Edmonton was built for cars. Like many North American cities, Edmonton has enormous roadway infrastructure, and like many winter cities we are struggling to transition to a more diversified transportation system.
In the past decade, our city positively focused on building the LRT and expanding public transit.
Edmonton has spent over $1 billion on LRT since 2004.
Edmonton has spent $3 million on bike lane infrastructure since 2009, which is a small fraction of overall spending on transportation, but is a good start.
Council has also spent approximately $2 billion dollars on road construction and maintenance since 2004. We have moved from renewing one neighbourhood a year to renewing as many as seven or eight.
Even with this investment, Edmonton roads are still in pretty bad shape. We can’t deny it. We just have to drive through Allendale, Grandview or on 23rd avenue. The number one question I’m hearing from voters in Ward 10 is, “are you going to fix these roads?” City Council’s move this year to increase spending on road repair was absolutely necessary.
The longer we wait to seriously address the infrastructure neglect of previous councils over the past few decades, the more expensive it will be for taxpayers.
We have to accelerate our re-investment in fixing Edmonton’s existing roadways now, and we need to fix them in a lasting way that will not require the same potholes on the same roads to be fixed again year after year.
While spending on roadways is necessary today, it’s not a long-term solution. That’s why other areas of transportation are important. Our city is over 600 square kilometres and our population is closing in on a million. We need to truly reach for the best of the best when it comes to non-automobile transportation.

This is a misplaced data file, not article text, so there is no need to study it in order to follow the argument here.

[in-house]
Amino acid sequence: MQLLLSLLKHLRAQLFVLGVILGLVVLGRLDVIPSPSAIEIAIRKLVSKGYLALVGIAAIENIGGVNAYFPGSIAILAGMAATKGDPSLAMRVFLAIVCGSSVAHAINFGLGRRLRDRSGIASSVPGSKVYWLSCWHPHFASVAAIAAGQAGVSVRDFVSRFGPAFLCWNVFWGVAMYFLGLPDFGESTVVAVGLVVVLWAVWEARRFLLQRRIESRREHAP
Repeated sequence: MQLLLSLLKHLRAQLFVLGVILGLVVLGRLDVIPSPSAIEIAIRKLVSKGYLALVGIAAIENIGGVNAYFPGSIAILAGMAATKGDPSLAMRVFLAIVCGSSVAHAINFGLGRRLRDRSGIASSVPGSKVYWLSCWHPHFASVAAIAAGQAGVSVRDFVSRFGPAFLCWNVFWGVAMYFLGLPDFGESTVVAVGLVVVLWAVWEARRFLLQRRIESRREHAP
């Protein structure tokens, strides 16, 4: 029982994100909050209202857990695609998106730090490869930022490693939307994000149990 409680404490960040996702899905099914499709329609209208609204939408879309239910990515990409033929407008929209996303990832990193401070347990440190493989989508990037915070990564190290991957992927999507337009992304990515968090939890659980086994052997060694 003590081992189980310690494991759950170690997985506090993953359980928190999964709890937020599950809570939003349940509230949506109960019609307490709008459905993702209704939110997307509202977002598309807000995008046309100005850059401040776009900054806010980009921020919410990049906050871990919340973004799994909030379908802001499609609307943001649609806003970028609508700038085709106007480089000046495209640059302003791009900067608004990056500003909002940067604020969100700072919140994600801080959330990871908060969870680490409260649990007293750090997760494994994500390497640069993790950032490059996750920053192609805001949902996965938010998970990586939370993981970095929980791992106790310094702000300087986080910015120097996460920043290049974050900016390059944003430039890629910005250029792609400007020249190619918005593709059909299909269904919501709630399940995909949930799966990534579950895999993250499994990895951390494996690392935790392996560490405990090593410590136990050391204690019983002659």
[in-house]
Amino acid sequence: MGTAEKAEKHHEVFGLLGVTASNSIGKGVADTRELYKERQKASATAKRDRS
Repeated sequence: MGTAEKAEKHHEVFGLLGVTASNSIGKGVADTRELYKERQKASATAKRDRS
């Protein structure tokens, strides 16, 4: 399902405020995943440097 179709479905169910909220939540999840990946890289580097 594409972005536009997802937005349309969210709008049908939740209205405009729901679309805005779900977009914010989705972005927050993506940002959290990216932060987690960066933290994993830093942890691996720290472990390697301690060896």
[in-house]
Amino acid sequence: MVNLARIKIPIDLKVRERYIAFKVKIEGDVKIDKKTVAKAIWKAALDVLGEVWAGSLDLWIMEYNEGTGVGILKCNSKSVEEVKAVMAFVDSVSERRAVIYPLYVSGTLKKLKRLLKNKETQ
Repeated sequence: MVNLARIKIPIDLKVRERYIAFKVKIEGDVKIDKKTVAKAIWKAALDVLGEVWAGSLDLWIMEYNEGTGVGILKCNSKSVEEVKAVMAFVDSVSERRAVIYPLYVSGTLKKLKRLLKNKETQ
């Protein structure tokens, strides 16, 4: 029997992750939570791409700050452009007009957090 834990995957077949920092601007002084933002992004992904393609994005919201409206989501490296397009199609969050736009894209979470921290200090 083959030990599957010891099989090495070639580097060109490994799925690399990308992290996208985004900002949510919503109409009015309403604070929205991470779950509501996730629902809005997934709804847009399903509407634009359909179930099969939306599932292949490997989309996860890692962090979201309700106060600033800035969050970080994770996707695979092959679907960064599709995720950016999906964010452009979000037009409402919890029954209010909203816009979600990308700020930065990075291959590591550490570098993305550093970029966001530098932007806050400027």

In addition to investing in the repair of our roads, I will support:
1. Funding for completion of the LRT network to all areas of the city as outlined in the City’s transportation master plan. I am also committed to supporting a regional transit strategy and regionalized transit service as part of modern capital region. Additionally, I want to be part of a Edmonton city council committed to a meaningful regional growth coordination strategy. The Capital Region must plan for growth as one entity, not as 24 individual municipalities. Growth plans must be supportive of more-sustainable transportation, not continuing the patterns of the automobile-designed past.
2. Bike lane infrastructure with an emphasis on building higher-standard facilities such as cycle tracks and focusing on areas and corridors with the highest potential for bicycle traffic.
3. Increased infill development in mature neighbourhoods and policies and programs that revitalize commercial hubs like aging strip malls. Read my policy blog on mature neighbourhoods here,
4. A greater number of direct bus routes from mature neighbourhoods to LRT stations and working with communities along LRT lines to improve the accessibility of LRT stations for their neighbourhoods,
5. Transportation planning policies that require fewer and smaller roads and increased public transit in new communities that are well-designed for transit. Even those who oppose new suburban development must realize Edmonton’s projected growth won’t realistically be met entirely with infill. Developing a culture of community-supported infill will take time, and in the meantime, we need to build smarter suburbs that minimize cost impacts on the rest of the city.
You can read some of the city of Edmonton’s transportation documents below.
I will be a city councillor committed to a modern, innovative and well-managed transportation system.